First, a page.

Tips for Growing Cherries

Growing Cherries

Years of breeding have produced the modern sweet cherry, which is a triumph of hope over experience, as the birds always get them first. Morello cherries are more successful – the birds leave their sour fruits for a while longer, so you can grab at least some of them. Sweet cherries require a rich, well-aerated soil with plentiful moisture at the roots. However, they don’t like waterlogging or heavy, acidic or badly drained soil.

Historically, cherries were often grown as big trees on strong roots through a grass sward, which ameliorated poor soil conditions and combined well with livestock running underneath.

Tips for Growing Cherries Cherries can be trained, but sweet cherries (even on the new dwarfing rootstocks) tend to make far too much growth to be grown in most fruit cages. They can be grown as fans against large walls, but require skilful maintenance and pruning, remembering that they have a tendency to root along the surface, which can damage a lawn or drive. They are therefore most successful grown as half-standard trees at ten to fifteen paces apart in an orchard. Any pruning must be done early in life, and early during the growing season, to avoid silver leaf disease. Only remove dead and diseased growth.

Morello cherries are much more amenable to soil and site, and more confinable, as they respond to hard pruning after fruiting. Remove much of the old wood so that the new can be tied in its place. Morello cherries will even crop on a cold wail, but do take quite some attention – which is amply rewarded if they can be netted (which a wall facilitates).

Probably the best way to have some cherries is to grow them in large containers. They can then be moved indoors or into a cage when they are in flower and fruit. Many cherry varieties need compatible pollinators, but some are partly self-fertile. Morello cherries are not only self-fertile but will pollinate almost any late-flowering sweet cherry.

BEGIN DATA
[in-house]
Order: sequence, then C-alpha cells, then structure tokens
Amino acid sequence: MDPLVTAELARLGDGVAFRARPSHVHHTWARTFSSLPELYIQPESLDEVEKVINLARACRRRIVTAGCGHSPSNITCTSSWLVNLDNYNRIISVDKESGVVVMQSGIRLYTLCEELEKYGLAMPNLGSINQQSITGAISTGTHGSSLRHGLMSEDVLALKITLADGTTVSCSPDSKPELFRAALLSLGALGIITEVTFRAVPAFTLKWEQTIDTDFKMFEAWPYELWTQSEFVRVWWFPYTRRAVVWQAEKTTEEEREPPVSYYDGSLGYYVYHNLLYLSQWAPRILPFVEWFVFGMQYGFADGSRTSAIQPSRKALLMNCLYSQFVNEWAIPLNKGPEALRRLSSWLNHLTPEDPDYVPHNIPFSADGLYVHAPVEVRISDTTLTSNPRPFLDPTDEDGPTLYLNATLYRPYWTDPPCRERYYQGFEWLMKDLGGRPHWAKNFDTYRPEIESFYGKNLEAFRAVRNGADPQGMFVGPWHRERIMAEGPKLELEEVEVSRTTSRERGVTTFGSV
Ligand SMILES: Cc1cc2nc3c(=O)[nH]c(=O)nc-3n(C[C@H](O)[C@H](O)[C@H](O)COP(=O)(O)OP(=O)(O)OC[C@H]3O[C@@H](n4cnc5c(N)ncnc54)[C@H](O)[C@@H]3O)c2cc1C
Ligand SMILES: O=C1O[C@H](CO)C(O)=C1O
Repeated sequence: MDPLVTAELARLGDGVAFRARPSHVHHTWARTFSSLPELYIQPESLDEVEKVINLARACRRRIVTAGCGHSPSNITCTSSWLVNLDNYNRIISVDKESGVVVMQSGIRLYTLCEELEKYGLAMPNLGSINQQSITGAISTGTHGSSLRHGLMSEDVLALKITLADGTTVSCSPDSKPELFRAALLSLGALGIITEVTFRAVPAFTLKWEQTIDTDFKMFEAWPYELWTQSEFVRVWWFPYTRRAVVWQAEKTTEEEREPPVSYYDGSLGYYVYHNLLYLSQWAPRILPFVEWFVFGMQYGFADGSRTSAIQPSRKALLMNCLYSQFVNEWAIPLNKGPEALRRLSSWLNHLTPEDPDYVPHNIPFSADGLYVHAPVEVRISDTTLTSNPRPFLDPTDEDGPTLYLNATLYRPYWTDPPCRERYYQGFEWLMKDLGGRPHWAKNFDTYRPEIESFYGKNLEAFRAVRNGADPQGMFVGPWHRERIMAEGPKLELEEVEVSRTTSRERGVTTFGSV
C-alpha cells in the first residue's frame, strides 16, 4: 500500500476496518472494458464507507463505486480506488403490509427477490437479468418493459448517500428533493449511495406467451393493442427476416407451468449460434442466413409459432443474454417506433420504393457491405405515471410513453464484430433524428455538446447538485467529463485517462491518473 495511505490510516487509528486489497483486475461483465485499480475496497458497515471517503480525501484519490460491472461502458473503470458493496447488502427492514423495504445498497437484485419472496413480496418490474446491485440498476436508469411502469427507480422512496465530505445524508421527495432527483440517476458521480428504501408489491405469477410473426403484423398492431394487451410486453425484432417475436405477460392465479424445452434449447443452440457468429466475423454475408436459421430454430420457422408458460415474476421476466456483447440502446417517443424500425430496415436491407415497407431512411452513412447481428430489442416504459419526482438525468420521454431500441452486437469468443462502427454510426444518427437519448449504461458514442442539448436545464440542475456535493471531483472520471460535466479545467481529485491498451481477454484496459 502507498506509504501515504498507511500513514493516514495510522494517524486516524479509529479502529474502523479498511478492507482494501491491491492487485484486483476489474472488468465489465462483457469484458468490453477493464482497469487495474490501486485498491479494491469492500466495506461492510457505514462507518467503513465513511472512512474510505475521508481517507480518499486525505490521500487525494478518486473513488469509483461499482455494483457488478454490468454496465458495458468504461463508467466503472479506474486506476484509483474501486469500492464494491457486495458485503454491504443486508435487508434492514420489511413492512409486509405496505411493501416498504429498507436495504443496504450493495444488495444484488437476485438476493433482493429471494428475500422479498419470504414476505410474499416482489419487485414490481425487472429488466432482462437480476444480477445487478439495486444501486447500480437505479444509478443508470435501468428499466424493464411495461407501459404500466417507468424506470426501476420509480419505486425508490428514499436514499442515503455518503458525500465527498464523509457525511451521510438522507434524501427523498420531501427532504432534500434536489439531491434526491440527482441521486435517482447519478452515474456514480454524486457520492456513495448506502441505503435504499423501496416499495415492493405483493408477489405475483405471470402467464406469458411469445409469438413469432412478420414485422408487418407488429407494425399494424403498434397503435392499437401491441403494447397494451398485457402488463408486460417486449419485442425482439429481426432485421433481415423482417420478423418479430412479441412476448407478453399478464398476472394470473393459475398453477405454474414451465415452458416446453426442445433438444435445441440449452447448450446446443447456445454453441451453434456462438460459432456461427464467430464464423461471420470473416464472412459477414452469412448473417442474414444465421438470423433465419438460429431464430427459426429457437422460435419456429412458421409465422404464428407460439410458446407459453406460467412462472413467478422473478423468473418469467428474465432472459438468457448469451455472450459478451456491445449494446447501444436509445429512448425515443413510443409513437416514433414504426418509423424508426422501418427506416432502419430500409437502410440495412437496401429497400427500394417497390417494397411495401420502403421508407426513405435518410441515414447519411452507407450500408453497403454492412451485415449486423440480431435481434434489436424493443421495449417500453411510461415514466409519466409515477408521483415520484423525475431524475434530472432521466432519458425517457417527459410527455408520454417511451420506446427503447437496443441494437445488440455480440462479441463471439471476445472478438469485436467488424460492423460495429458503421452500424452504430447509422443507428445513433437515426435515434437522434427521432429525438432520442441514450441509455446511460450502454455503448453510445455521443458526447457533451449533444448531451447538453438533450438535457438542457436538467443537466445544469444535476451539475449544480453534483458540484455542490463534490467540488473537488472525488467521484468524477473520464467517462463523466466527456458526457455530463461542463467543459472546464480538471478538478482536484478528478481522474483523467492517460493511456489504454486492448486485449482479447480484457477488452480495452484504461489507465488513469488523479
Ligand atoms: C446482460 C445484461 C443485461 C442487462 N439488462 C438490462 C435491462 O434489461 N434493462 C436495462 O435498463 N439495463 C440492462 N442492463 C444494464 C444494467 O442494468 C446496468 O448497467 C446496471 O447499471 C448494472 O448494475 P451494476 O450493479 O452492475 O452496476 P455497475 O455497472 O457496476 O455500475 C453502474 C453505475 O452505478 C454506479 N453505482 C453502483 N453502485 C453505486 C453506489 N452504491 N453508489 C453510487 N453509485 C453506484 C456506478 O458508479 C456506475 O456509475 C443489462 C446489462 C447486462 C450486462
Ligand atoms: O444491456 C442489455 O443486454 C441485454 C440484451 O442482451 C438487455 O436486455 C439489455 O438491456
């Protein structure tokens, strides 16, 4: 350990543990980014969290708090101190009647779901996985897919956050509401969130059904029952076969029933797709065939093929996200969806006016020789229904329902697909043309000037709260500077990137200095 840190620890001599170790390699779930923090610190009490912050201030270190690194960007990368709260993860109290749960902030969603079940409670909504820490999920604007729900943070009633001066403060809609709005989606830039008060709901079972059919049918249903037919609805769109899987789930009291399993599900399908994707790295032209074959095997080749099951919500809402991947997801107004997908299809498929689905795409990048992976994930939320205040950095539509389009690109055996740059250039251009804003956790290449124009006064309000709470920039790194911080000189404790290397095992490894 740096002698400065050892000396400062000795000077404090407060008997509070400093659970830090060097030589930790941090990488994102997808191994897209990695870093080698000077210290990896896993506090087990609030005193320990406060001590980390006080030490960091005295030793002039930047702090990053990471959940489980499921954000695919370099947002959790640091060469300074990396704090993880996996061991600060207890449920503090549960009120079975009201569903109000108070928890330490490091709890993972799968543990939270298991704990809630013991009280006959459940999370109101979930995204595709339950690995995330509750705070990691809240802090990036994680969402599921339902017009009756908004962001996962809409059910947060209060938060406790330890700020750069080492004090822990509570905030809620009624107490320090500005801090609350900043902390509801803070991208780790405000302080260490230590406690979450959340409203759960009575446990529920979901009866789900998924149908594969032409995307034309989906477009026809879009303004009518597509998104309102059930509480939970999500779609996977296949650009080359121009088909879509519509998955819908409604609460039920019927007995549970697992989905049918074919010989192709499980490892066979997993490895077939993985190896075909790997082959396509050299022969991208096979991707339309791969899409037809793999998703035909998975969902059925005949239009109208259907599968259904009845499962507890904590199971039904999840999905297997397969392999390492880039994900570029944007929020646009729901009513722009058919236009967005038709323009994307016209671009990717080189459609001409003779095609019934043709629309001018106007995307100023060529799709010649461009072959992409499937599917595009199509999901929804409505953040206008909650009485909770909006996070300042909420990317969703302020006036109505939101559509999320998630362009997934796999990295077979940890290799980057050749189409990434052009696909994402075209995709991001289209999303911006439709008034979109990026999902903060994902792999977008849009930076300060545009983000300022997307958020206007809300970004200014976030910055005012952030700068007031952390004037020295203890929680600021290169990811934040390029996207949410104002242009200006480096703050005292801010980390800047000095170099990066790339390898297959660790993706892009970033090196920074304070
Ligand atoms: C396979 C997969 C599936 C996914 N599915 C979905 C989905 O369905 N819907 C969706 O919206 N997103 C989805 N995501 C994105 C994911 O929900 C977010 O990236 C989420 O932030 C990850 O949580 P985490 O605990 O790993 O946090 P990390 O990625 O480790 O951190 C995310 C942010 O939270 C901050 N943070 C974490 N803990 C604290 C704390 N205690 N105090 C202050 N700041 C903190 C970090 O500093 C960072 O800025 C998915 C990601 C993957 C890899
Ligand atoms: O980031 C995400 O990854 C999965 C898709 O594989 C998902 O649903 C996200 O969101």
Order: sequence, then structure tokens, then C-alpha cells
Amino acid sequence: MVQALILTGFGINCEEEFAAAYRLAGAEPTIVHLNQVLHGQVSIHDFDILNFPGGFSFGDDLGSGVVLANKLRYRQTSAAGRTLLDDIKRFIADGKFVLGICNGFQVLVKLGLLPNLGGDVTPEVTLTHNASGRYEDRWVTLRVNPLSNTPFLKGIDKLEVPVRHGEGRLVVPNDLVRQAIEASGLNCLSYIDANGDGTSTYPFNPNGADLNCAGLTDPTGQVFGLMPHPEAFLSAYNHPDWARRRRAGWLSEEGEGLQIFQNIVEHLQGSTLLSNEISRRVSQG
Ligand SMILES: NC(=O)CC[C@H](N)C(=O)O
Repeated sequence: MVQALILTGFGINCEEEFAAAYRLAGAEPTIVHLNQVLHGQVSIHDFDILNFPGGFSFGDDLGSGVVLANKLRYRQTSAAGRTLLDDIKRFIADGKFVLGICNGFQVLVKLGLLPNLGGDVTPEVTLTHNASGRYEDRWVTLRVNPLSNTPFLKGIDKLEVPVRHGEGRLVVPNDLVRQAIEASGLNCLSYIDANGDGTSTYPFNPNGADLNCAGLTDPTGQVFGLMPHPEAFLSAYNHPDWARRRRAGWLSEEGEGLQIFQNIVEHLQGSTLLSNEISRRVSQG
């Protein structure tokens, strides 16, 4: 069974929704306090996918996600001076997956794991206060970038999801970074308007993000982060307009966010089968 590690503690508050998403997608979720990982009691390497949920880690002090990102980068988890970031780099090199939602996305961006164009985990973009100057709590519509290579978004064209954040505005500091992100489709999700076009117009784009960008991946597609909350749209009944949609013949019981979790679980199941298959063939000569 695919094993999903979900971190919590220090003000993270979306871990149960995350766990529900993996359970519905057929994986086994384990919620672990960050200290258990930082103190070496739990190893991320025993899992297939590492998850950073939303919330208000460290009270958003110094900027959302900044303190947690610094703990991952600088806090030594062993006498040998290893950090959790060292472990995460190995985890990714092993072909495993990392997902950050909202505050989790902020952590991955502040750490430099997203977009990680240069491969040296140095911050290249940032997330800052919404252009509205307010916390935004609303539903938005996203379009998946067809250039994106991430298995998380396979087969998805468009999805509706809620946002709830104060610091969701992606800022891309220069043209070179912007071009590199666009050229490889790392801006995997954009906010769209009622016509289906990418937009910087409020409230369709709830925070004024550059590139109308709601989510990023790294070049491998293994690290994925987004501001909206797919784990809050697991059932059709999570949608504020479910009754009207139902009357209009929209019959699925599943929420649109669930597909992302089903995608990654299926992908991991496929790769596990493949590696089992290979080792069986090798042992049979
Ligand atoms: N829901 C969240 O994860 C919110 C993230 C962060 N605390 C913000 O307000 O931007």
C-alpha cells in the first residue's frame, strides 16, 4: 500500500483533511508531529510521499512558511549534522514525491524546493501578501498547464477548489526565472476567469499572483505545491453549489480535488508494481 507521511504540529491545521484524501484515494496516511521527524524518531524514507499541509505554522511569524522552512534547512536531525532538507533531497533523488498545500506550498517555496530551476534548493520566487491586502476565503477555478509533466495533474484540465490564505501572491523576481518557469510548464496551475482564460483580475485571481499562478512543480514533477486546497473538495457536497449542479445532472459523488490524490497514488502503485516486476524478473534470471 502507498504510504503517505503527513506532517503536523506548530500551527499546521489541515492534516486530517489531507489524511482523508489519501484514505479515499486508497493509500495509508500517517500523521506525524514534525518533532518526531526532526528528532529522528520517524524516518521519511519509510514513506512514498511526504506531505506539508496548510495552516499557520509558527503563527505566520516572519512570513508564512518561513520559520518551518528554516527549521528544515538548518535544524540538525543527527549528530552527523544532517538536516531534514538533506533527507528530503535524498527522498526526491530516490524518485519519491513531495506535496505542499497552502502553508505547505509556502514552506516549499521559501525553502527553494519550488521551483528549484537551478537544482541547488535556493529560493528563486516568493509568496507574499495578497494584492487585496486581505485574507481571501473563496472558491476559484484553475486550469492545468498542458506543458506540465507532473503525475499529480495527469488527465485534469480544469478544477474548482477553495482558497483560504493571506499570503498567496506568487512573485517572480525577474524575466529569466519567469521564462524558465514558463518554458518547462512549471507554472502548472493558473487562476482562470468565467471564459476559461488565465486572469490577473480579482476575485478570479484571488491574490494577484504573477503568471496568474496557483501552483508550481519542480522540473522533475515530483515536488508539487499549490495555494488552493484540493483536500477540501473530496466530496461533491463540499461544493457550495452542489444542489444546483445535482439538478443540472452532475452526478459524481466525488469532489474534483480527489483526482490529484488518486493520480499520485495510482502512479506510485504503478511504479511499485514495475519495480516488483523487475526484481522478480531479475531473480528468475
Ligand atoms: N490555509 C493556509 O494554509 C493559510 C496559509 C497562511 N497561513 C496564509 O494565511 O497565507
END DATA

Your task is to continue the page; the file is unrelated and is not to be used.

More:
Rain at any time during flowering causes mould on the flowers, and heavy rain while the fruit is ripening will cause it to split. So cherries tend to do best in areas with dry springs and summers. Waterlogging, especially on acid or heavy land, may promote gummosis – oozing from the branches which may lead to an attack of bacterial canker. Treatment requires remedial pruning and restoring vigorous growth by feeding, liming and draining.

Attacks of black aphid can look devastating but do little real damage even though the shoot tips look pretty bad. An aphid attack soon means lots of ladybirds to guard the rest of the garden, and after all it’s really the birds who are stealing the crop. Where no netting is possible, pull old stockings over the branches of fruit, though the birds will still eat through them. Be thankful cherries escape the wasps by fruiting early in the year!


Epicurean attentions

Cherries can be picked and kept for several days if picked dry, while still on the sprigs and laid on paper in the cool. They can be frozen, but are fiddly as they need stoning to prevent taint. They do jam well especially mixed with redcurrant jelly which makes them set and adds bulk.

‘Stella’ is more vigorous and has better quality dark-red fruits a month later. My favourites, ‘Governor Wood’ and ‘Napoleon Bigarreau’ are mutually compatible – the first has delicious red fruits, the second sweet yellow ones. ‘Sunburst’ and Tapins’ are self-fertile cherries that are well worth trying.

06. January 2011 by admin
Categories: Fruit Gardening | Tags: | Comments Off on Tips for Growing Cherries

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